At a major press conference Dec. 6, leaders of the Zionist Camp launched an expensive new campaign intended to re-establish its relevancy as the main opposition party. They dubbed the campaign Netanyahu’s Hidden Tax Fraud. The decision to launch an economic campaign instead of refining the party’s diplomatic positions reflects the mood among Israel’s center-left over the past few years and the tendency to minimize any talk of a two-state solution and the painful concessions such an outcome would entail.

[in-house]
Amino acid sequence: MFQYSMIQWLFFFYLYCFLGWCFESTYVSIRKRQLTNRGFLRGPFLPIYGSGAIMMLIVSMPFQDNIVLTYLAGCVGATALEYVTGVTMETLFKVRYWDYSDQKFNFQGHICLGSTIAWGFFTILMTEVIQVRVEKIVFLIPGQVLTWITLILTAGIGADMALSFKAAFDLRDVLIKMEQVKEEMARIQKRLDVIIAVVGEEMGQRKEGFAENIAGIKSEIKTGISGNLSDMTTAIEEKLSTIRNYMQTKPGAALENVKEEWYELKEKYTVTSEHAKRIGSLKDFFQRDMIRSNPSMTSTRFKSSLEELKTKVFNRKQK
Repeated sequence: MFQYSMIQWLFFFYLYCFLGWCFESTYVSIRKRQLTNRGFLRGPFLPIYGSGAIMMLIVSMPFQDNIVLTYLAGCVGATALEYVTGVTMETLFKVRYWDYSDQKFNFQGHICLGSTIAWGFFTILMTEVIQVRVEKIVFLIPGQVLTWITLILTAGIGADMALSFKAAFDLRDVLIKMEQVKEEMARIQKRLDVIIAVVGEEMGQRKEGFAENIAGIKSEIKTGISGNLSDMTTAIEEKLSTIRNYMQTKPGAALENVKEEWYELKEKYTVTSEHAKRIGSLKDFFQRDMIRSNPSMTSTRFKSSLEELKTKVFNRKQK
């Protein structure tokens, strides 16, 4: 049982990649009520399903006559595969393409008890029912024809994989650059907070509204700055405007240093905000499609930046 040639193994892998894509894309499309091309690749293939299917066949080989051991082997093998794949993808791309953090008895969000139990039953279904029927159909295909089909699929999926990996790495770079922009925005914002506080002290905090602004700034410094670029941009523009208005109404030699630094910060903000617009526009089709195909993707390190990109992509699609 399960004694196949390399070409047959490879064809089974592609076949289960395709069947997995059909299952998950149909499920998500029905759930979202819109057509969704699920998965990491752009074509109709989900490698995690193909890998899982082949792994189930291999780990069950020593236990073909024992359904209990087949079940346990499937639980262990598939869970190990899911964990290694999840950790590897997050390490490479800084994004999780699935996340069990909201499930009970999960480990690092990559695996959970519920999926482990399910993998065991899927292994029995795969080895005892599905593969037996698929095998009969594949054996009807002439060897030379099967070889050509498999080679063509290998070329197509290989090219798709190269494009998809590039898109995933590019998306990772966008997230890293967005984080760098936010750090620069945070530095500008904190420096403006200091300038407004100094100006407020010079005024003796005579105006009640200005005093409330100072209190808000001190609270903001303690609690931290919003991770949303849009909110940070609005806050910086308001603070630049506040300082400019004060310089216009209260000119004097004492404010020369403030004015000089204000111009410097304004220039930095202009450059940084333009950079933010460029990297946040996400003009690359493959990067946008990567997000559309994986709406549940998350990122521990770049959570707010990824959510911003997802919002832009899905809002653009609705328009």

This approach grew during the 2013 elections. Shelly Yachimovich, then the chair of the Labor Party, the main party in the Zionist Camp, not only ignored the diplomatic principles that had always been at the forefront of her party’s platform, she even tried to appeal to the settlers in an (unpopular and unsuccessful) effort to expand the party’s voter base. Yair Lapid, the chairman of the centrist Yesh Atid, took a similar approach by focusing his election campaign on the socio-economic issues that have topped the public’s agenda since the social protests that coalesced in summer 2011. Even Naftali Bennett, the chair of the national-religious HaBayit HaYehudi, adopted a similar strategy and embraced the social protests.